Movies about surf gangs made by surf gangs have an understandably difficult time placing themselves in proper context. It’s a process akin to writing your own eulogy: you choose what you’ll be remembered for, but often times the retelling of those memories grossly distorts your actual legacy. Consequently, Josh Pomer’s much-anticipated documentary, The Westsiders, which details Santa Cruz’s violent, drug-addled surf culture through the eyes of Jason “Ratboy” Collins, Shawn “Barney” Barron, and Darryl “Flea” Virostko, quite understandably warranted skepticism. The Bra Boys movie wasn’t helping its cause, so when the film opened with words borrowed from Dickens’ A Tale of Two Cities (“It was the best of times, it was the worst of times…”) and then flashed to Vince “The Godfather” Collier recounting an instance where he smashed a Louisville Slugger over a surfer’s head, I sunk back into my seat, concerned about the trajectory of the ninety minutes to come. But for all my skepticism, I was pleasantly surprised.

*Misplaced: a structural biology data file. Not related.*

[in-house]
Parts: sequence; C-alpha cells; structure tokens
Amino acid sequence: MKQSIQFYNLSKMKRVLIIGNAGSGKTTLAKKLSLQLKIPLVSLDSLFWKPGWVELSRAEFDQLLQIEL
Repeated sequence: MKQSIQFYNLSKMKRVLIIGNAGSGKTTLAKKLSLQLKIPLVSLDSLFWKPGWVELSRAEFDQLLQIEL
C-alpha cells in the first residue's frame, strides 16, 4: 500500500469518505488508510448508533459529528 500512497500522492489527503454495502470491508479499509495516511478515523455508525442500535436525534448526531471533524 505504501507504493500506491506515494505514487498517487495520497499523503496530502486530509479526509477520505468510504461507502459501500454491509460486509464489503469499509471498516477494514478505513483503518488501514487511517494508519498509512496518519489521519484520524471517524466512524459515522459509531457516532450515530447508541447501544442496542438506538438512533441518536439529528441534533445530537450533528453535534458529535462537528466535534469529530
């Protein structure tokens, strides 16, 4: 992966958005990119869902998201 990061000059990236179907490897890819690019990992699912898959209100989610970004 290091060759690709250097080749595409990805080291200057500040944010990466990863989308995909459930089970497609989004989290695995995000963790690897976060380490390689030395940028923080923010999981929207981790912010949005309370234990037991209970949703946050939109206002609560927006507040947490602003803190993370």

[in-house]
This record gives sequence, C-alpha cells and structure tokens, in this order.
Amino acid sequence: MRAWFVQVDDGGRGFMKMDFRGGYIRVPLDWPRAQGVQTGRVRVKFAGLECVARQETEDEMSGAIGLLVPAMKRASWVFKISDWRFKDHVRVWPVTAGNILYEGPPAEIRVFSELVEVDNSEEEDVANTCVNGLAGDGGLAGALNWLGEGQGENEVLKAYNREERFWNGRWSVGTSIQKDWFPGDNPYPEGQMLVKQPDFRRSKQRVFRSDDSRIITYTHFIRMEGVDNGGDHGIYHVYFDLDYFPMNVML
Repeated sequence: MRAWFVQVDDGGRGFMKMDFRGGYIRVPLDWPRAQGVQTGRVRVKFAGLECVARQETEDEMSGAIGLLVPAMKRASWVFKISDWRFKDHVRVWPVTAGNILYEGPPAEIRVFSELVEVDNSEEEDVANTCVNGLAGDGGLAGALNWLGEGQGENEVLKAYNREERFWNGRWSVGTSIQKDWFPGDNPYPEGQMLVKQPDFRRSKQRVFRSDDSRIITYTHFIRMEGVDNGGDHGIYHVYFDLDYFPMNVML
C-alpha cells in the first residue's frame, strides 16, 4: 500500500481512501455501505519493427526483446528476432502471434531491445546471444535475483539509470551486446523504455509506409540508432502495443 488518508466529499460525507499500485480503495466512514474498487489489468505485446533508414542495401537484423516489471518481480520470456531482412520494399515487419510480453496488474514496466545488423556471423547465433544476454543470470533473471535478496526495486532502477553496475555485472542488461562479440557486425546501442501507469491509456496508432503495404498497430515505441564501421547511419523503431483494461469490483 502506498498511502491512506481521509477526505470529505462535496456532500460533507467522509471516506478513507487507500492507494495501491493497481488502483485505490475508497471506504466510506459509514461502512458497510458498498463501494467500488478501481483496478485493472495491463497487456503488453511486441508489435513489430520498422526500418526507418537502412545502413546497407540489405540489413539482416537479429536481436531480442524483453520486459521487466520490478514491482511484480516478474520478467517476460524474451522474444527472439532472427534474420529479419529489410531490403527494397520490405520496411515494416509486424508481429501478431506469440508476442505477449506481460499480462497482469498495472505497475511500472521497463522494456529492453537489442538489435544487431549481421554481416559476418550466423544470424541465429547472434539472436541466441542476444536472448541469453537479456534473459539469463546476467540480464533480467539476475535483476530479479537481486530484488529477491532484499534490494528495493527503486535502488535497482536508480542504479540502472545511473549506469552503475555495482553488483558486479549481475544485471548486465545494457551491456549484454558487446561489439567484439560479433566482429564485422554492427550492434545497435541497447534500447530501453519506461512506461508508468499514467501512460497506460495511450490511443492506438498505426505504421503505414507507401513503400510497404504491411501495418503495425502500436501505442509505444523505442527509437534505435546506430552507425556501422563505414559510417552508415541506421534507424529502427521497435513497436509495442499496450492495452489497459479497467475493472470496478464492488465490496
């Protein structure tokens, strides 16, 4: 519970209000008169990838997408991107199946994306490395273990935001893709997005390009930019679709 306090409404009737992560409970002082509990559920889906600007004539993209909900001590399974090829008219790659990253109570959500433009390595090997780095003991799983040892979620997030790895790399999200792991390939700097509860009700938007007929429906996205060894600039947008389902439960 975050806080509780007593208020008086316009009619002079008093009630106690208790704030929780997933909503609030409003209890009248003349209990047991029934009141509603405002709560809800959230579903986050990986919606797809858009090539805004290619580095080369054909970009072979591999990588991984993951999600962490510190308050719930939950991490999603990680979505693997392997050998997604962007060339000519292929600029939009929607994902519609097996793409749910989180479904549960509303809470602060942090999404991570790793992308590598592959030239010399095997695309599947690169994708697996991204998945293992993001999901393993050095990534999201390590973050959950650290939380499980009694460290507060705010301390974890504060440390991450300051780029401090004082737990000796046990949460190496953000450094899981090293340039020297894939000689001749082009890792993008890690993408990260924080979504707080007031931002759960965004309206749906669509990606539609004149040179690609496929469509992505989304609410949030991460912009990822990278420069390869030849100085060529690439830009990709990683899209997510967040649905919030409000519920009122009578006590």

Not that the experience of watching the film was pleasant. To hint at the emotional weight of this documentary, in 93 minutes we relive the death of Ratboy’s father (which he witnessed), the death of two of Flea’s best friends, the shooting of one of Barney’s friends, the death of Mark Foo, the realization of Barney’s mental illness, the rehabilitation of Flea, and the dark descent of Vince Collier into a life of narcotics and paramilitary intimidation. In one particularly disturbing interview, Collier comes to terms with tying a victim to a redwood tree and branding him: a grotesque byproduct of his deep involvement in the regional drug trafficking scene.